Finality in proceedings is generally promoted by the courts. In Tsaoussis (Litigation Guardian of) v. Baetz, the Ontario Court of Appeal stated:
Finality is an important feature of our justice system, both to the parties involved in any specific litigation and on an institutional level to the community at large. For the parties, it is an economic and psychological necessity. For the community, it places some limitation on the economic burden each legal dispute imposes on the system and it gives decisions produced by the system an authority which they could not hope to have if they were subject to constant reassessment and variation.
However, the recent Superior Court decision in Tiny (Township) v. Robitaille highlights some flexibility with respect to finality, and demonstrates circumstances in which the principle of finality may be outweighed by other considerations.
The decision pertained to the respondent Robitaille’s motion to re-open the hearing of an application by the applicant Township pursuant to section 38 of the Building Code Act. Subsequent to the hearing of the application in 2019, in which the respondent was self-represented, Justice McKelvey granted the relief sought by the Township to enforce a zoning by-law requiring the respondent to move or demolish buildings located on his property.
A few weeks following the release of His Honour’s decision in 2019, a lawyer consulted by the respondent advised the Court of an intention to bring the subject motion under Rule 59.06(2) in order to re-open the hearing and raise a constitutional question. The hearing of the motion was delayed until 2022, as a result of the COVID-19 pandemic.
The respondent’s position on the motion was that, being self-represented on the application, he was not familiar with the Rules of Civil Procedure and so did not bring a constitutional challenge to the Township’s zoning by-law at issue. The constitutional challenge would relate to the Township’s jurisdiction, as the respondent, an Indigenous person, asserted that the property in question was part of unceded, un-surrendered Amikwa Algonquin Nation territory.
Justice McKelvey ultimately granted the respondent’s motion to allow re-opening of the hearing to advance a constitutional challenge, taking several legal principles and factors into consideration.
Rule 59.06 provides as follows:
Amending, Setting Aside or Varying Order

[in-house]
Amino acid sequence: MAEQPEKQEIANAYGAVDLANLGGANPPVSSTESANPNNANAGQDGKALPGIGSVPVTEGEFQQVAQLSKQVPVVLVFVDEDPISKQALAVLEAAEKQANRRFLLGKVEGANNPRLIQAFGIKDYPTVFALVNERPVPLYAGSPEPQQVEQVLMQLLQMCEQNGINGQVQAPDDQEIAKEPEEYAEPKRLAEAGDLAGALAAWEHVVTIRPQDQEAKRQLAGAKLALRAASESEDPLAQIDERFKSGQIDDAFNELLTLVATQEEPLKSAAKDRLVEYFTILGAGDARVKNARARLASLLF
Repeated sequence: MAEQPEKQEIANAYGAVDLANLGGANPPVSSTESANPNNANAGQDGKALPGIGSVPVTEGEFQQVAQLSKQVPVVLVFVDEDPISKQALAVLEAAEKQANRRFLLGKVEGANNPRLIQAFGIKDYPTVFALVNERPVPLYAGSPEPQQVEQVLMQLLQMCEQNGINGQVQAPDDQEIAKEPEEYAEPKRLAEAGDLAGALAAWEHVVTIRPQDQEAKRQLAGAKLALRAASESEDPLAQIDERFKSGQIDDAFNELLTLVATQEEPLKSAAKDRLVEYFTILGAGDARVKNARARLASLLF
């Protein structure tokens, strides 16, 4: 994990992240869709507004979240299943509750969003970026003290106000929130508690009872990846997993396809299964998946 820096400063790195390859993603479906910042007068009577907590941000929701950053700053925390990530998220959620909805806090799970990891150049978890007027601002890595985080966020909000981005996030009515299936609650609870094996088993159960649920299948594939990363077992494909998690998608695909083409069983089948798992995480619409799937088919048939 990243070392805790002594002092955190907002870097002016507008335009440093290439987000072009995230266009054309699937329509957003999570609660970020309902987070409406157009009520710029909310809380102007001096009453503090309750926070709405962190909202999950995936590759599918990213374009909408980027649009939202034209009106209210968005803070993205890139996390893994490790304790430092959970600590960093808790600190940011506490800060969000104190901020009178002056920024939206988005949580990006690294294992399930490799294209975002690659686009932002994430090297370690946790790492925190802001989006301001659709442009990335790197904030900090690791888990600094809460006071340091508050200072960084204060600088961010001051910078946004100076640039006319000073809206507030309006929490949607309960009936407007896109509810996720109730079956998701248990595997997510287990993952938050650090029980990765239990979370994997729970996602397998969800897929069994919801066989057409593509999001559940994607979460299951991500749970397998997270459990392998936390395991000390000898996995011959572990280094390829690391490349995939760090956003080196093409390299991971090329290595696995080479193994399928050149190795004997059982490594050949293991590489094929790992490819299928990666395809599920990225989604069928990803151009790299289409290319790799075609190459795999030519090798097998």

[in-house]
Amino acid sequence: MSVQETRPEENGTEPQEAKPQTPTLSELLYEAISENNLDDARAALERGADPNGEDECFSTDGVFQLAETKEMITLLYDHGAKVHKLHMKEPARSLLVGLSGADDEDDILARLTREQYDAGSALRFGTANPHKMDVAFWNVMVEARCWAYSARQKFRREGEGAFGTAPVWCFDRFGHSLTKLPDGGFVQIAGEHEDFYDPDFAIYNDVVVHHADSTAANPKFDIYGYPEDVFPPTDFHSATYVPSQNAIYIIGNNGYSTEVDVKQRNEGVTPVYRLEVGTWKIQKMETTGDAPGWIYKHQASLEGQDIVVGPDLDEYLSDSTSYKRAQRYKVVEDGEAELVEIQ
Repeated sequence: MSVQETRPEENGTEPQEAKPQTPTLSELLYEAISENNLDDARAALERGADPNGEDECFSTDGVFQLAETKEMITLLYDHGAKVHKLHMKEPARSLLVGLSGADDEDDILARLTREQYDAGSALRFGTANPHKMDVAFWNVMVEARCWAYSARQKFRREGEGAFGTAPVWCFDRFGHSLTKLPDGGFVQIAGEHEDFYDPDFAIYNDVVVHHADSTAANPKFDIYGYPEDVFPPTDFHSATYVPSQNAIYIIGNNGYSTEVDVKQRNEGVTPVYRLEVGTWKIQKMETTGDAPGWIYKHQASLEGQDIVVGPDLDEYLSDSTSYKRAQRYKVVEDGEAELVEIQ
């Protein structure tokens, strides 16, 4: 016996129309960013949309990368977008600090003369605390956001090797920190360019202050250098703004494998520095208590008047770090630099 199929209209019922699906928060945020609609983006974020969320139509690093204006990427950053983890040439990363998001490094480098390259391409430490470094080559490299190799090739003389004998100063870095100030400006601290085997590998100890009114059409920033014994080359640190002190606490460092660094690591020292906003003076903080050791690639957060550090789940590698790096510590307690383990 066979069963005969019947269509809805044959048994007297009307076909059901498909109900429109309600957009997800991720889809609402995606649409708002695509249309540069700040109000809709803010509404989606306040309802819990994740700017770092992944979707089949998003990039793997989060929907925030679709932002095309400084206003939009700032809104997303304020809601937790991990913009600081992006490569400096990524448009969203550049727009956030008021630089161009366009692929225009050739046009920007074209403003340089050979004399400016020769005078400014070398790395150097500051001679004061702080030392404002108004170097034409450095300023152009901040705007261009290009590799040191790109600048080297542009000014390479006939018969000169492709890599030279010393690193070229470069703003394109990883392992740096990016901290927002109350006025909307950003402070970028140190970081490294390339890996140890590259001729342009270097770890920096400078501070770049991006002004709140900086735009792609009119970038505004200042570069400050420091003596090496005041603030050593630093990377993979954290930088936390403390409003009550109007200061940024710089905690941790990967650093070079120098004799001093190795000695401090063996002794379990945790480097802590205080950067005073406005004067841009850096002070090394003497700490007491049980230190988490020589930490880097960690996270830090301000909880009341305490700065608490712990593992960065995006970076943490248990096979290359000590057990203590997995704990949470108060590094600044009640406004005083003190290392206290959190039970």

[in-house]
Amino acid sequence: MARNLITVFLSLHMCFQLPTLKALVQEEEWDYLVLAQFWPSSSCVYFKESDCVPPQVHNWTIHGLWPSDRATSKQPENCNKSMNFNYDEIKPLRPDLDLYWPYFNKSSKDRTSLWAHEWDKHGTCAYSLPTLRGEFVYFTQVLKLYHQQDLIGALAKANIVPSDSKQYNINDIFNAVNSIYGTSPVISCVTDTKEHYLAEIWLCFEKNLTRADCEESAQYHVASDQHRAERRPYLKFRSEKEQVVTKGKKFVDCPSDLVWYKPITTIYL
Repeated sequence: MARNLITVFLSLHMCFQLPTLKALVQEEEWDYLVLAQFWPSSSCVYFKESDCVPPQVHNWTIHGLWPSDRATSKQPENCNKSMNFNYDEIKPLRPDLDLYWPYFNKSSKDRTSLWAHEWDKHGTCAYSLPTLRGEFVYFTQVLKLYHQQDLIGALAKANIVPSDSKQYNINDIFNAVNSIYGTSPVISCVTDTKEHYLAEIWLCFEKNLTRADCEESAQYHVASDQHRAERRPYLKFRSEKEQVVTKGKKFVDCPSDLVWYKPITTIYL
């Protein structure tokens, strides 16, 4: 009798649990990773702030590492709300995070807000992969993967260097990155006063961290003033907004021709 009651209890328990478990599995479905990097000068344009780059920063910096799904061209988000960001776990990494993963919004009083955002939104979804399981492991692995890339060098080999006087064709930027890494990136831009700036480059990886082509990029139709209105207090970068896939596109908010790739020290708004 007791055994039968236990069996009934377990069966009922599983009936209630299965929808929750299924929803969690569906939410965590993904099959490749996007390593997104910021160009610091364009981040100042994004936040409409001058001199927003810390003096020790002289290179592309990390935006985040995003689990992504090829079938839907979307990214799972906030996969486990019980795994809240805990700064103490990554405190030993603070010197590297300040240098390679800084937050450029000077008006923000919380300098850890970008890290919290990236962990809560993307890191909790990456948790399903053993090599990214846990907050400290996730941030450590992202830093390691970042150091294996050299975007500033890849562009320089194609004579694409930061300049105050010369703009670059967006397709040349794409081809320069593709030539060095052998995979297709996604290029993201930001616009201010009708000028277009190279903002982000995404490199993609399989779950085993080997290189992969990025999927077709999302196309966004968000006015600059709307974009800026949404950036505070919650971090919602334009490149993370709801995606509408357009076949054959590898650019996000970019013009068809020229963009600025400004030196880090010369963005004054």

59.06 (1) An order that contains an error arising from an accidental slip or omission or requires amendment in any particular on which the court did not adjudicate may be amended on a motion in the proceeding. R.R.O. 1990, Reg. 194, r. 59.06 (1).
Setting Aside or Varying
(2) A party who seeks to,
(a) have an order set aside or varied on the ground of fraud or of facts arising or discovered after it was made;
(b) suspend the operation of an order;
(c) carry an order into operation; or
(d) obtain other relief than that originally awarded,
may make a motion in the proceeding for the relief claimed. R.R.O. 1990, Reg. 194, r. 59.06 (2).
His Honour cited the Court of Appeal decision in Clatney v. Quinn Thiele Mineault Grodzki LLP for the proposition that Rule 59.06 provides an expeditious procedure for setting aside a court order, but does not prescribe or delineate a particular test in that regard. Rather, a party seeking to set aside an order must show “’circumstances which warrant deviation from the fundamental principle that a final [order], unless appealed, marks the end of the litigation line’”.
While appreciating that re-opening a decision once made is a rare occurrence and that Rule 59.06 was not intended to facilitate litigation by installment or provide an opportunity for parties to advance new arguments not previously made, Justice McKelvey noted that “the principle of finality must yield in circumstances where failure to do so will undermine the integrity of the administration of justice.”
His Honour noted further that a court has broader discretion to re-open a matter where an order has not been signed, issued or entered – as was the case in the matter before him. Citing the Court of Appeal decision in Montague v. Bank of Nova Scotia, His Honour found that it was settled that an order could be withdrawn, altered or modified by a judge at his or her own initiative, or on the application of a party, until it has been drawn up, issued and entered – subject to the sought change being technical in nature, or necessary to avoid a miscarriage of justice.
In the matter before him, Justice McKelvey accepted that the self-represented respondent on the hearing of the application was not familiar with the Rules or requirements to advance a constitutional question, which merited some leeway. Further, as the proposed constitutional challenge was considered to be a novel issue, His Honour deemed it would be in the interests of justice to allow the discrete question to be considered by him.
His Honour also found there did not appear to be any prejudice to the Township in allowing his consideration of the issue, as the Township had not taken steps to remove the impugned buildings from the property. Finally, His Honour considered it significant that the issue was raised by the respondent in a prompt fashion.
The decision speaks to various potential factors that may bear on a court’s decision to re-open a matter pursuant to Rule 59.06 beyond simply the interests of justice, including the status of an order, representation of a party, and delay in raising an issue subsequent to the decision sought to be re-opened. Counsel may wish to bear these in mind, when faced with situations involving recourse to Rule 59.06.
 1998 CanLII 5454 (Ont CA), 41 O.R. (3d) 257.
 2022 ONSC 2523.
 2016 ONCA 377.
 69 O.R. (3d) 87.